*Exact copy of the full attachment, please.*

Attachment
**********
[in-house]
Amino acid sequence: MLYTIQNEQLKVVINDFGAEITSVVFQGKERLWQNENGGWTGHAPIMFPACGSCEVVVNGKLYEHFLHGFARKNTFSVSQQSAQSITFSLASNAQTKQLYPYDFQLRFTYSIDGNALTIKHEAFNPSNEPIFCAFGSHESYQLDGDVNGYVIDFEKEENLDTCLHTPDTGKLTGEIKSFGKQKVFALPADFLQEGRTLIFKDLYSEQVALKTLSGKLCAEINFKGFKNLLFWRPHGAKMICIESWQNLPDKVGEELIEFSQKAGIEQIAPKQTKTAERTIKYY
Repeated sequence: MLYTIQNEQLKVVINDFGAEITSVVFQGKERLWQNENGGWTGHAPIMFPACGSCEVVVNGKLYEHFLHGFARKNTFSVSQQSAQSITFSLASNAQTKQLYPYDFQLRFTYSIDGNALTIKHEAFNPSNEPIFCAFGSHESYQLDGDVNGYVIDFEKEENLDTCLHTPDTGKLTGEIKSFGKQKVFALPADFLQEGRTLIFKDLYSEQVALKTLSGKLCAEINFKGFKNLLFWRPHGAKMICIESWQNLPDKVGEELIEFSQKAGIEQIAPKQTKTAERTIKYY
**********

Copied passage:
[in-house]
Amino acid sequence: MLYTIQNEQLKVVINDFGAEITSVVFQGKERLWQNENGGWTGHAPIMFPACGSCEVVVNGKLYEHFLHGFARKNTFSVSQQSAQSITFSLASNAQTKQLYPYDFQLRFTYSIDGNALTIKHEAFNPSNEPIFCAFGSHESYQLDGDVNGYVIDFEKEENLDTCLHTPDTGKLTGEIKSFGKQKVFALPADFLQEGRTLIFKDLYSEQVALKTLSGKLCAEINFKGFKNLLFWRPHGAKMICIESWQNLPDKVGEELIEFSQKAGIEQIAPKQTKTAERTIKYY
Repeated sequence: MLYTIQNEQLKVVINDFGAEITSVVFQGKERLWQNENGGWTGHAPIMFPACGSCEVVVNGKLYEHFLHGFARKNTFSVSQQSAQSITFSLASNAQTKQLYPYDFQLRFTYSIDGNALTIKHEAFNPSNEPIFCAFGSHESYQLDGDVNGYVIDFEKEENLDTCLHTPDTGKLTGEIKSFGKQKVFALPADFLQEGRTLIFKDLYSEQVALKTLSGKLCAEINFKGFKNLLFWRPHGAKMICIESWQNLPDKVGEELIEFSQKAGIEQIAPKQTKTAERTIKYY